What is Hizbullah?
The Iran-backed militia has long resented Israel
ISRAEL IS AMASSING troops at its border with the Gaza Strip ahead of an expected ground invasion. At the same time it is evacuating villages near its border with Lebanon for fear that a second front could open in the north. Hizbullah, an Iran-backed Shia militant group based in Lebanon, has exchanged fire with Israel. Troops on both sides, a journalist and at least two Lebanese civilians have been killed. Iran warns that a “pre-emptive action” against Israel by proxies could be imminent. Hizbullah has gone to war before in support of Hamas, the militant group that runs Gaza. Its involvement in the current conflict would mark a significant escalation. What is Hizbullah, and how great is the threat?
After Lebanon gained independence from France in 1943, political power was divided on the basis of sect. The three religious groups with the most adherents—Sunni Muslims, Maronite Christians and Shia Muslims—agreed to allocate government positions in proportion to their size. Political representation for smaller sects was also guaranteed. After 1948 an influx of Palestinians caused a shift in Lebanon’s demography; in 1975 sectarian tensions sparked a 15-year civil war. During that time Israel twice sent troops into Lebanon to repel raids by Palestinian militias based in the country. By 1982 it occupied most of southern Lebanon and parts of the capital, Beirut.
Hizbullah, or the “Party of God”, as its name means in Arabic, emerged during that period. In 1982 Iran began training young Shia militants to harass the Israeli soldiers then occupying southern Lebanon and to fight for the Shia cause in the civil war. By the mid-1980s Hizbullah was a coherent organisation, backed by both Iran and Syria. In an open letter published in 1985, it promised to fight Israel and the West—and urged its countrymen to establish an Islamic state. The group honed its guerrilla tactics, including the use of car-bombs and assassinations.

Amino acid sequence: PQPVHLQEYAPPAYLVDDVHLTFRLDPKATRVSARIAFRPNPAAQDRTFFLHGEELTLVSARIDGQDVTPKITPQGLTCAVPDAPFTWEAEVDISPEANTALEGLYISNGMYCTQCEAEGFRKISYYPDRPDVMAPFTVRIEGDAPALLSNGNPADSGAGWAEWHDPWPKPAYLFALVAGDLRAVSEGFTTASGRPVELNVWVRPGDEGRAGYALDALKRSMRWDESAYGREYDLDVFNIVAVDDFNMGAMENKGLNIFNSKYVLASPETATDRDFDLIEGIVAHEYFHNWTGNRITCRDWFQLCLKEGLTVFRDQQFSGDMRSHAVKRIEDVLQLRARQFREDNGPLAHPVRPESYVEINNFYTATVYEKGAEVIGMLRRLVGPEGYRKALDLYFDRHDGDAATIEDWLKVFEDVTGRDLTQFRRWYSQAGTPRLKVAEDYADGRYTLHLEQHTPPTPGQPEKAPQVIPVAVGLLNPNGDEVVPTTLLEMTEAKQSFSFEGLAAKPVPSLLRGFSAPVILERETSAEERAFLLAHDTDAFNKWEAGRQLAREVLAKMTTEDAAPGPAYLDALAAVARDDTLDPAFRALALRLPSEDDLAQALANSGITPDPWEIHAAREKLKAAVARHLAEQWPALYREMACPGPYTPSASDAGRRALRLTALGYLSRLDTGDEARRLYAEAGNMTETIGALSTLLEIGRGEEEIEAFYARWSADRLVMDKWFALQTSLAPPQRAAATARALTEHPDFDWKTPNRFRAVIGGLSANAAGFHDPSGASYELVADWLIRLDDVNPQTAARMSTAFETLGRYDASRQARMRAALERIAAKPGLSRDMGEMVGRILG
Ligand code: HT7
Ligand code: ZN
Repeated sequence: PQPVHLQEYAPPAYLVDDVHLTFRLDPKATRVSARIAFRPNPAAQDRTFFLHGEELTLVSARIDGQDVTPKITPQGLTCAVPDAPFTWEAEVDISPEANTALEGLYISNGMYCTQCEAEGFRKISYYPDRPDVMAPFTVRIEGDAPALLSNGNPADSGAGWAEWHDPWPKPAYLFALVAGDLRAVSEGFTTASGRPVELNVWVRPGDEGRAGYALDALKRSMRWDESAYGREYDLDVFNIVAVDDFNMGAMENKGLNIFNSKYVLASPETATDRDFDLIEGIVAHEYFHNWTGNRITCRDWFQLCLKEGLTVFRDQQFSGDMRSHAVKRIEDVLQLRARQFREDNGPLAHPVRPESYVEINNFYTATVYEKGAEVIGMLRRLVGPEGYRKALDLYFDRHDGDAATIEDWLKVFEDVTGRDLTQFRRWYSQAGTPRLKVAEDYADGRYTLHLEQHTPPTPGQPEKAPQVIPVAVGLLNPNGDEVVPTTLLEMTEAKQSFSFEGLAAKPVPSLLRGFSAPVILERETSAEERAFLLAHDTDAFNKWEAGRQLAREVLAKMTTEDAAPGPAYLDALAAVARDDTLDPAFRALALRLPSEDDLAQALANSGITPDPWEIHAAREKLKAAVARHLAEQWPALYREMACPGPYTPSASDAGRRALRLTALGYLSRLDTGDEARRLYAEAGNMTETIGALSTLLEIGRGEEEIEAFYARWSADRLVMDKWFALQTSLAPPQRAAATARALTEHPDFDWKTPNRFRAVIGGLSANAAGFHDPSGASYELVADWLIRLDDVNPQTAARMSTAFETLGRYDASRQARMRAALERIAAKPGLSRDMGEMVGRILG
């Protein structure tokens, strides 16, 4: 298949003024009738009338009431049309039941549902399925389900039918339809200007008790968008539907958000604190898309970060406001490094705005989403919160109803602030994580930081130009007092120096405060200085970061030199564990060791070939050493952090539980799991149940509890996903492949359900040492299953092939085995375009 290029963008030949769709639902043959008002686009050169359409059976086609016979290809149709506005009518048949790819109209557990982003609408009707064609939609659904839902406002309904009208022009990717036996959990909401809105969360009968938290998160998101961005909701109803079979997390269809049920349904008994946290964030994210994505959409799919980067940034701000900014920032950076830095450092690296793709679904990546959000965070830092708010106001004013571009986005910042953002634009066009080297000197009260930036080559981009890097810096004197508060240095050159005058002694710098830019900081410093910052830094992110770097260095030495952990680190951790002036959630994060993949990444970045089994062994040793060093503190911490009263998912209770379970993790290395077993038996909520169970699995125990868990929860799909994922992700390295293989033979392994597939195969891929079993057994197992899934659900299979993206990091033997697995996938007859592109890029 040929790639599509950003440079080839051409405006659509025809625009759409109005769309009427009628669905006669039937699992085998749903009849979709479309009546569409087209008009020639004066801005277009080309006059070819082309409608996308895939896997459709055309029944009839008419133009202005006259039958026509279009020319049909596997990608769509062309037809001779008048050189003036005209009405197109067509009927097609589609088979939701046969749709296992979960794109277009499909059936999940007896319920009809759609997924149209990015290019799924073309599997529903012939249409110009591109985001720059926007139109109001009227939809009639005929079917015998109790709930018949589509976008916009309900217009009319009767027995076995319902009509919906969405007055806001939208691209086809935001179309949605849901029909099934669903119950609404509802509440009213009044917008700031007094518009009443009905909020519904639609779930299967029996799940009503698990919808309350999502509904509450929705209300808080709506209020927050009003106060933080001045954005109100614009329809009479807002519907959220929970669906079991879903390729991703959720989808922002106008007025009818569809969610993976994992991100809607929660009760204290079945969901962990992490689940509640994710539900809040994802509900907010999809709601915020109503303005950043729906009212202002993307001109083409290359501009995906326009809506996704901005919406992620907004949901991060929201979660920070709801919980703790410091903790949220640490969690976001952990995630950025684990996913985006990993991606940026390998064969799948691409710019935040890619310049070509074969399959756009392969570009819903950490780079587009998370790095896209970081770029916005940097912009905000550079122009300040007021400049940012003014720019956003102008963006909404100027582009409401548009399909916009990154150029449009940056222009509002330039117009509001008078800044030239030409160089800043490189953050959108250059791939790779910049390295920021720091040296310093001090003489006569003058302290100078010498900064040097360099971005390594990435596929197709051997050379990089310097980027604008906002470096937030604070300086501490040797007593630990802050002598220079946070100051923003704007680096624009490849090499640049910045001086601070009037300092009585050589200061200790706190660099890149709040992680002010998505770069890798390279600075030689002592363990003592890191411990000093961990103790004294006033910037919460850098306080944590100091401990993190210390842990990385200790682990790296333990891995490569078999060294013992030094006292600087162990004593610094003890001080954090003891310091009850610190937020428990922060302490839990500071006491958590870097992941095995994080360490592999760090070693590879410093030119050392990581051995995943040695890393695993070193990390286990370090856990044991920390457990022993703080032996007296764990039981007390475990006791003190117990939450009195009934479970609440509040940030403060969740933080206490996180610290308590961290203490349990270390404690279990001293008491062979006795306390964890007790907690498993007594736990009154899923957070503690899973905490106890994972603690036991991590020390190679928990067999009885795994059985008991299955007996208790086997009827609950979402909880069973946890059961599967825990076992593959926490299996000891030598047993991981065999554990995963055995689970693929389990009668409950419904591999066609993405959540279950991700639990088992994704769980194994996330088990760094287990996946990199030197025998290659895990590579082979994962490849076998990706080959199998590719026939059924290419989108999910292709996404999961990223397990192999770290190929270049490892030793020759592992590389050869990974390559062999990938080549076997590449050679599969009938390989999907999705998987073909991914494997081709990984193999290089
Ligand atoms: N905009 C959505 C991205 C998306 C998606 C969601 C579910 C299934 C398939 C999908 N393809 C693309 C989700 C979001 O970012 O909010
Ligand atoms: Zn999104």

The civil war ended in 1990. Hizbullah and some allied non-Shia parties won 12 parliamentary seats in elections in 1992. The group helped to force Israel out of southern Lebanon in 2000, and gained political clout among its countrymen as a result. By 2008 various Lebanese factions agreed that Hizbullah and its allies should be guaranteed just over a third of cabinet seats, giving the group a veto on government policies. In 2009 it published an updated version of its manifesto, calling for “true democracy” rather than the establishment of an Islamic state. (It did not change its stance towards Israel.) In 2018 Hizbullah and its allies won a majority in parliament. They lost it in 2022, but retained 62 of the 128 seats.
The militia remains an important regional actor. Iran continues to supply it with weapons. Hizbullah maintains good relations with Syria, its other longtime ally. It has periodically fired rockets into northern Israel and conducted several cross-border raids in the past two decades. In 2006 it went to war with Israel after it launched a ground operation in Gaza. During that war it fired more than 4,000 (largely inaccurate) rockets into Israel over a month. When civil war broke out in Syria in 2011 Hizbullah sent thousands of fighters to support the regime of Bashar al-Assad. In Syria it began to resemble a regular trained army, using drones for both intelligence and attack purposes, and winning and holding territory.
Hizbullah’s stockpile of rockets and missiles is now thought to number around 150,000. It claims to have acquired precision-guided missiles, with Iran’s help, some of which are capable of landing within ten metres of their targets. That makes more worrying the prospect that it might intervene in the Israel-Hamas conflict. On October 15th America said it was sending a second aircraft-carrier towards Lebanon in an effort to “deter any state or non-state actor seeking to escalate this war”. It is too early to say whether Hizbullah will heed the warning. ■
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